Side effects of antidepressants

The side effects of antidepressants can cause problems at first but then generally improve with time. Some of the more common side effects of the main types of antidepressants are outlined below. For more information about side effects of your specific medication, see the patient information leaflet that comes with it or look up your medicine in the Medicines A-Z.


Common side effects of selective serotonin reuptake inhibitors (SSRIs) and serotonin-noradrenaline reuptake inhibitors (SNRIs) can include:

Tricyclic antidepressants (TCAs)

Common side effects of tricyclic antidepressants (TCAs) can include:


Common side effects of monoamine oxidase inhibitors (MAOIs) can include:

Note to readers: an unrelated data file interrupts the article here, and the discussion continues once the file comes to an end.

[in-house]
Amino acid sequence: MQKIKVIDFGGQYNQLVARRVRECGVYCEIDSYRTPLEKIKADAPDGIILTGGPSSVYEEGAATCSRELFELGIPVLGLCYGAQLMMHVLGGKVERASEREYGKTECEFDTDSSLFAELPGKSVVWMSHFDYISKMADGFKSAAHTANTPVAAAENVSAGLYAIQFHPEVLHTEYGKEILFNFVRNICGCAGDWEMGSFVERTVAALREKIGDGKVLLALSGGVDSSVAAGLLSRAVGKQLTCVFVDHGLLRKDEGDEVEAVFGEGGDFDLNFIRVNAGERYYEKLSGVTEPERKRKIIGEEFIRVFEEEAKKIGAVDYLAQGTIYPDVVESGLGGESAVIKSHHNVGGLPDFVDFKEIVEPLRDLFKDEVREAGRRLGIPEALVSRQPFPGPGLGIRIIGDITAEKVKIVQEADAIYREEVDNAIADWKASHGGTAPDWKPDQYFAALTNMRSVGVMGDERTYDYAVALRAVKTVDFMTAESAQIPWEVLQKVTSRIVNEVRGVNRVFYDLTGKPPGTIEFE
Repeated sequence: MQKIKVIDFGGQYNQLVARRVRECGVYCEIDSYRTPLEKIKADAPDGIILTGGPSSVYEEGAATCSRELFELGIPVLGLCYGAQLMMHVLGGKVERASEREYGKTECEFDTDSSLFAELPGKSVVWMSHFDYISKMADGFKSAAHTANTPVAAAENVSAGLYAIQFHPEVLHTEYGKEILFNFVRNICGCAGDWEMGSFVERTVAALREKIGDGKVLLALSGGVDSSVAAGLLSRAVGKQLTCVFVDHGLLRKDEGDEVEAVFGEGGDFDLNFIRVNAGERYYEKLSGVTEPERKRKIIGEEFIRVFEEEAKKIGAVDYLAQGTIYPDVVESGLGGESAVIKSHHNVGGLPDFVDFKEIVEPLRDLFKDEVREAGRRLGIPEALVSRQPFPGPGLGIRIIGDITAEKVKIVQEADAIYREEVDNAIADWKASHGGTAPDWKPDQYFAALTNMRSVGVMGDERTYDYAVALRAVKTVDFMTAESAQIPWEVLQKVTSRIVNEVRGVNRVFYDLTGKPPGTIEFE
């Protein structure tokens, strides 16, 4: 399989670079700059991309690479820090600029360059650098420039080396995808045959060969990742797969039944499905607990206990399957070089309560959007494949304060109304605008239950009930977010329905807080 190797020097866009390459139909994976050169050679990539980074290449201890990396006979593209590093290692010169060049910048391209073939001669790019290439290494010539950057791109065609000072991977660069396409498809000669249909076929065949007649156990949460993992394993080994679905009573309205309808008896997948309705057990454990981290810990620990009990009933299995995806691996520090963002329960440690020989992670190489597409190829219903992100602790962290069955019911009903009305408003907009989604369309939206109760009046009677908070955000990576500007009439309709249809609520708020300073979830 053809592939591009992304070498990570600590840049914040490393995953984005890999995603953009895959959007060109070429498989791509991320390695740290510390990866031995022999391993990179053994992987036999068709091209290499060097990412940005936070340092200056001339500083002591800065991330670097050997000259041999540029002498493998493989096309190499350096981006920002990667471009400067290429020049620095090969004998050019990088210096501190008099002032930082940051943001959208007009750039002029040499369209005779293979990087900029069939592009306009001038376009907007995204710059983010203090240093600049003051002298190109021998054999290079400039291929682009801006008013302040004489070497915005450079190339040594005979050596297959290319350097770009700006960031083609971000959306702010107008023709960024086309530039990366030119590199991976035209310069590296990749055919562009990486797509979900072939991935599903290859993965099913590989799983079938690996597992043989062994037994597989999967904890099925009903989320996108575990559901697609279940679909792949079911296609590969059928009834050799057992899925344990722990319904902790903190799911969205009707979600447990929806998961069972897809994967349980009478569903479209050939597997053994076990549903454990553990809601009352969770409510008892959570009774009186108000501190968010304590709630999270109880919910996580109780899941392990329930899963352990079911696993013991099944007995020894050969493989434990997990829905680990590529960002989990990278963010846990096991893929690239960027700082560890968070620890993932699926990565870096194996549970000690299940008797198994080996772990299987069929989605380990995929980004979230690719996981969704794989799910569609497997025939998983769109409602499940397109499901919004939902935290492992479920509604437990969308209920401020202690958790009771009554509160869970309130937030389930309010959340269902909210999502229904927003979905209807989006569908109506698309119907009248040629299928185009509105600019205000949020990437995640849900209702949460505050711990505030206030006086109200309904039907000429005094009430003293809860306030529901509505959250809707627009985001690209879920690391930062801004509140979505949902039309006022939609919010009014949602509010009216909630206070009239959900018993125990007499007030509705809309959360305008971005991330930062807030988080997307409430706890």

In rare cases, MAOIs have the potential to cause a wide range of other side effects. You should check with your GP or mental health specialist if you are concerned about any unusual symptoms that you have.

There have been cases where MAOIs have caused a dangerous rise in blood pressure. This can cause symptoms such as:

Potential health risks

Serotonin syndrome

Serotonin syndrome is an uncommon, but potentially serious, set of side effects linked to SSRIs and SNRIs.


Elderly people who take antidepressants, particularly those who take SSRIs, may experience a severe fall in sodium (salt) levels known as hyponatraemia. This may lead to a build-up of fluid inside the cells of the body, which can be potentially dangerous.

Diabetes: Long-term use of SSRIs and TCAs has been linked to an increased risk of developing type 2 diabetes.